- Initial Margin requirements for OTC Derivatives are large and increasing at CCPs
- IM Optimization is a periodic or trade by trade analysis that seeks to reduce overall IM
- Clearing members can achieve significant cost and capital benefits
- Similar techniques can be extended to UMR and ISDA SIMM
- Client IM is growing much more rapidly than House IM
- Clients can also achieve significant cost and capital benefits
IM is collected by a Clearing House from each Member firm to cover potential losses on event of that Member defaulting. For OTC Derivatives given the large size and long maturity profile of trades, IM is a large number.
In CCPView, we see that on 30-Sep-2016, the total IM held for Interest Rate Swaps by four CCPs is $134 billion.
This is up 33% over the year in USD terms and even higher in local currency terms (as LCH IM is in GBP).
So large numbers and increasing over the past year.
What is IM Optimization?
I define IM Optimization to mean a process that seeks to reduce the overall IM of a firm (within reason) by consciously deciding where trades should be cleared (which account, which CCP) or for bilateral trades subject to Uncleared Margin Rules, which counterparts to book them with.
This may be a periodic exercise performed by a central desk (e.g. weekly or monthly) or it may be done on a trade by trade basis, prior to or post execution.
By “within reason” I mean to imply that there may be prudent risk reasons that a firm may not want to select the solution with the lowest possible overall IM option (e.g. moving all trades to one Clearing Broker), nevertheless it should search for an optimal or better solution than the status quo.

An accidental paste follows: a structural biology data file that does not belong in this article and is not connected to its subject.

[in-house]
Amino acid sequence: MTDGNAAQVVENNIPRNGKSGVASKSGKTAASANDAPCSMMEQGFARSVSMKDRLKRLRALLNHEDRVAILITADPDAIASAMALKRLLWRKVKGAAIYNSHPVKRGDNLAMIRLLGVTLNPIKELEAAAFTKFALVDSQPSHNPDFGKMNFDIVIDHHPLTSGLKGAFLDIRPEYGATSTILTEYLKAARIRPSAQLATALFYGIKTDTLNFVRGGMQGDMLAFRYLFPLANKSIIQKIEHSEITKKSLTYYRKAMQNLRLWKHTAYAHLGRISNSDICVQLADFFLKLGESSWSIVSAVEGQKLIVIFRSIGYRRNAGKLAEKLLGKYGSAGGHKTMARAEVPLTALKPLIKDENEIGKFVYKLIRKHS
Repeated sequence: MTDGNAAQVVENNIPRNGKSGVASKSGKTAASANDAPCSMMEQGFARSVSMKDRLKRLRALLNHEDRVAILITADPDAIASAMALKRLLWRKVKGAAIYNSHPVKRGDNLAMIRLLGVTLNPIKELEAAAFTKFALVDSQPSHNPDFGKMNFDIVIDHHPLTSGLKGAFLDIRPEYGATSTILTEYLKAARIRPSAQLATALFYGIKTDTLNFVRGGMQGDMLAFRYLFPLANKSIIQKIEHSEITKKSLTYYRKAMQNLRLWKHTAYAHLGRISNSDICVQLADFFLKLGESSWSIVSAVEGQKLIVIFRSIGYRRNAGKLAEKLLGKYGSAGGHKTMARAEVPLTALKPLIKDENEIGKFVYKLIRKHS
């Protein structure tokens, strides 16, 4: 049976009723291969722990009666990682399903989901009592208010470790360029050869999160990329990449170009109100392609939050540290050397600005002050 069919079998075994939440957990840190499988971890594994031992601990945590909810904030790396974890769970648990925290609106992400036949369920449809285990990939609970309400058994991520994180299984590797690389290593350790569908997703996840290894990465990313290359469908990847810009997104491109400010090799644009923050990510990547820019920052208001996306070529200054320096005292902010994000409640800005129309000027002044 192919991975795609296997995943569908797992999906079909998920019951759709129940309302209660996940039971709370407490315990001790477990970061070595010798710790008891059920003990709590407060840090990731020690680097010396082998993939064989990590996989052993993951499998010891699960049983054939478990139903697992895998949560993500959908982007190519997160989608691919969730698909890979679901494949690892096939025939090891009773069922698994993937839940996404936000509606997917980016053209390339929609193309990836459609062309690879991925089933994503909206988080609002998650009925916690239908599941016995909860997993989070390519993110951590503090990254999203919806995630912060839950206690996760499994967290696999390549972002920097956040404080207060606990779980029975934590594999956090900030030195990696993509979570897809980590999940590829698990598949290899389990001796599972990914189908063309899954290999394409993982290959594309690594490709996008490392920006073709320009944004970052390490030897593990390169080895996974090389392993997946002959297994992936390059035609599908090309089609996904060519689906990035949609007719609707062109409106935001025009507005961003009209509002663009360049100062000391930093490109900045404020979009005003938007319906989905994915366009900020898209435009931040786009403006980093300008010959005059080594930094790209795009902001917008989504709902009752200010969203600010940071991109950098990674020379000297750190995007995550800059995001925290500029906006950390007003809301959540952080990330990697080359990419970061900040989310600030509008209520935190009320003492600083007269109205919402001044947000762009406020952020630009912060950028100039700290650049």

So my definition involves re-organising where trades are booked, including transferring between accounts as well as entering into new trades that do not change the overall market risk.
The means performing an analysis that provides a number of recommendations to be actioned.
In CHARM the IM Optimize menu does precisely this.
Note my definition does not include compression, which is commonly a risk-neutral exercise for an account and so does not change IM and neither does it include collateral optimisation, which is about deciding the collateral that is cheapest to deliver against a margin requirement.
Benefits of Optimizing IM
Reducing IM can provide the following benefits:
- Lowering the funding cost of IM for members and clients
- Reducing capital requirements for banks (e.g. from Default fund exposures)
- Reducing the variability and size of daily VM flows
- Reducing the size of a margin buffer
- Reduction in clearing fees, where these are linked to IM
No doubt there are others.
Lets now move onto looking at specific types of IM optimization.
Clearing Members and multiple CCPs
Starting with Clearing members and their house positions.
Global firms are members of more than one CCP for the same product.
Using the CHARM IM Optimise function, we can come up with possible IM reductions for two hypothetical house accounts at CME and LCH with a gross IM sum of $500 million.
Showing that it is possible to reduce the IM by between $80 million to $218 million, depending on the direction of transfer and number of trades. So a reduction of between 16% and 40%. Very significant indeed!
Selecting just the $80 million reduction, we see one trade, a GBP 776m 20Y IRS, that would provide this benefit, if it were to be transferred from the LCH House to the CME House account.
This could not be done as a direct transfer across CCPs, but would be done as a CCP Switch trade brokered by a SEF. A topic I have covered a few times in the past, see here and here.
While there is a cost to executing CCP Switch trades, a difference in the par fixed rate at CME compared to LCH and a resulting change in CCP Basis Risk, these costs are often more than compensated for by the lower IM.